In the United States, most ethnic markets, as well as large supermarket chains carry fresh cheeses made in Latin American styles such as queso blanco, queso fresco and queso panela. When buying cheese, avoid commercial cheese that uses chemical additives, preservatives or hydrogenated oils.
Here at Oldways and especially at the Cheese Coalition, we are honest about the cheese we want to see more of. That’s why three years ago we started a small celebration for the appreciation of raw milk cheeses that has now turned global. We have over 700 events hosted by approximately 150 companies in 15 countries. From South Africa to New Zealand, and from Paris to New York, there are events big and small.
Last week, from March 7th-9th, was the biannual United States Championship Cheese Contest. This year’s contest was the most entered to date with a record setting 2,303 entries! Held at Lambeu Field in Green Bay, Wisconsin; the 2017 USCC featured several of our member cheesemakers’ delicious cheeses bringing home 21 total awards across their respective categories!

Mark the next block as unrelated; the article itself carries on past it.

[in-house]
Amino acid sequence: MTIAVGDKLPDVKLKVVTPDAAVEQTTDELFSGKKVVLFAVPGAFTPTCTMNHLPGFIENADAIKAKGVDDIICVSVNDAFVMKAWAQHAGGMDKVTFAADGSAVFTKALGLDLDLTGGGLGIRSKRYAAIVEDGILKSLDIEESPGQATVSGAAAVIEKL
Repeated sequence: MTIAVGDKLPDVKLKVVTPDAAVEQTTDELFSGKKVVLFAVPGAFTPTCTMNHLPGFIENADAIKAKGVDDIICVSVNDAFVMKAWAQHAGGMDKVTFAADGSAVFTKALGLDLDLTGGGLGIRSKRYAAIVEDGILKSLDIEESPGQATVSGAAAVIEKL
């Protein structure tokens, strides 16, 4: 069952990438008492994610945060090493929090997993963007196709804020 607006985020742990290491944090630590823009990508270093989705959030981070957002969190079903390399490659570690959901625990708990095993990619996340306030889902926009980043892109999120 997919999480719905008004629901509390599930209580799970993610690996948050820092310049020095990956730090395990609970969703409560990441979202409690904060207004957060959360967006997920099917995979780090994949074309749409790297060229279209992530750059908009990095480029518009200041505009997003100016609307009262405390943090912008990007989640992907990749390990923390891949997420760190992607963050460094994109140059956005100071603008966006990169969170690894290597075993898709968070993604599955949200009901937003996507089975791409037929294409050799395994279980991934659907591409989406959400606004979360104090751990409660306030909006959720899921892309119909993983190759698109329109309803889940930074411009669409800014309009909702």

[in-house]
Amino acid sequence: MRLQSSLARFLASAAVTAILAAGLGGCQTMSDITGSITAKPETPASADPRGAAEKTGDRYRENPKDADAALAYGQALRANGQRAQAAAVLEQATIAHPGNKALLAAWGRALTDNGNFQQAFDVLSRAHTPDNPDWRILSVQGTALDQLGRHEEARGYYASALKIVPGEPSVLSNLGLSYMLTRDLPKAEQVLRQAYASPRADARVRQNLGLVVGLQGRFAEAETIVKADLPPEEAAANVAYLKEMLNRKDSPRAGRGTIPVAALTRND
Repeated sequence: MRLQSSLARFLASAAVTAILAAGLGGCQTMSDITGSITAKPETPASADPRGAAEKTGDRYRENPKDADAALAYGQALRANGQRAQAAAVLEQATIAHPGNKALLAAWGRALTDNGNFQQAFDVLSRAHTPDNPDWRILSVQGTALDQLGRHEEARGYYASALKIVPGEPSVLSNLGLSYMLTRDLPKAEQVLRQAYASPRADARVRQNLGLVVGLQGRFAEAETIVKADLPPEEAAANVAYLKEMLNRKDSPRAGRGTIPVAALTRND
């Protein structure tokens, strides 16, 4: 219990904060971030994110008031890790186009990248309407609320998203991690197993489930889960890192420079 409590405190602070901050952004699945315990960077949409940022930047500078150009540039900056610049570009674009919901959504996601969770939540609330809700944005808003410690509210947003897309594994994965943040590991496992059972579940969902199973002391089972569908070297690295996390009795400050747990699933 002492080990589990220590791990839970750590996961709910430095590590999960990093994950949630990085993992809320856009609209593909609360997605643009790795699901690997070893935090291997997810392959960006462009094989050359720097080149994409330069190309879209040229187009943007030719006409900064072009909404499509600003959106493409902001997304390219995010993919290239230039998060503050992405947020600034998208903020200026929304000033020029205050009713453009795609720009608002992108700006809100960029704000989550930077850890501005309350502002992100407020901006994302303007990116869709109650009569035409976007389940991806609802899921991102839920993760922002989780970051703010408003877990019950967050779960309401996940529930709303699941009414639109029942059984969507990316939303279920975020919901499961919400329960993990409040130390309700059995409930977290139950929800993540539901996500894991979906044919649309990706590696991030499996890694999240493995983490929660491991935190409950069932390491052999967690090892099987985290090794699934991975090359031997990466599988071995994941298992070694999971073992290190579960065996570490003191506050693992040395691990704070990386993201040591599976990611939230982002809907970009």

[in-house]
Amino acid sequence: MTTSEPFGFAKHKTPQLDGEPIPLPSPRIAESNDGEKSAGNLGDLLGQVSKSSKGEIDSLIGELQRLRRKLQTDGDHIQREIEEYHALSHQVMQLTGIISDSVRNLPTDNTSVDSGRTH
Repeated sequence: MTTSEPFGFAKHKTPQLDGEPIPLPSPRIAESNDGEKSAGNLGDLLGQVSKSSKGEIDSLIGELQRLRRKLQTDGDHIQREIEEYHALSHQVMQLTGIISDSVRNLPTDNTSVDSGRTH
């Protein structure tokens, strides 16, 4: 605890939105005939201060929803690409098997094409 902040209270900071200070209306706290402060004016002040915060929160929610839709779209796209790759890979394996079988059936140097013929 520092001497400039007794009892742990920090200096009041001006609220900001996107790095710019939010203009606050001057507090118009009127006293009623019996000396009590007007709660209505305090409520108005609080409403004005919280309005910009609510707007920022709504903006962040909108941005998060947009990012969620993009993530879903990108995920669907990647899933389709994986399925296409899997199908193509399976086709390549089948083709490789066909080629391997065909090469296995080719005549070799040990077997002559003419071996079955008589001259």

Some books, like some cheeses, get better with time. This is the case of Professor Heather Paxson’s “The Life of Cheese.”
Homesteaders-to-be will learn the arts of brewing beer, cultivating mushrooms, preserving herbs, preparing broths, and...drumroll please...making cheese at home — no cow, goat or sheep needed! Adam Shutes, owner of the Boston Cheese Cellar in Roslindale, Mass., will lead the cheese-making portion of the festival. The OCC connected with Adam to learn more about his love affair with cheese and cheese-making.
With high rates of obesity, it is estimated that 45 million people in the United States alone are dieting every year. Many of today’s popular diets cut out specific foods or food groups. Dairy is oftentimes one of the first foods eliminated when wanting to lose weight. Even though cheese and dairy are important sources of essential vitamins and minerals, dieters tend to demonize it because it can be high in fat and calories.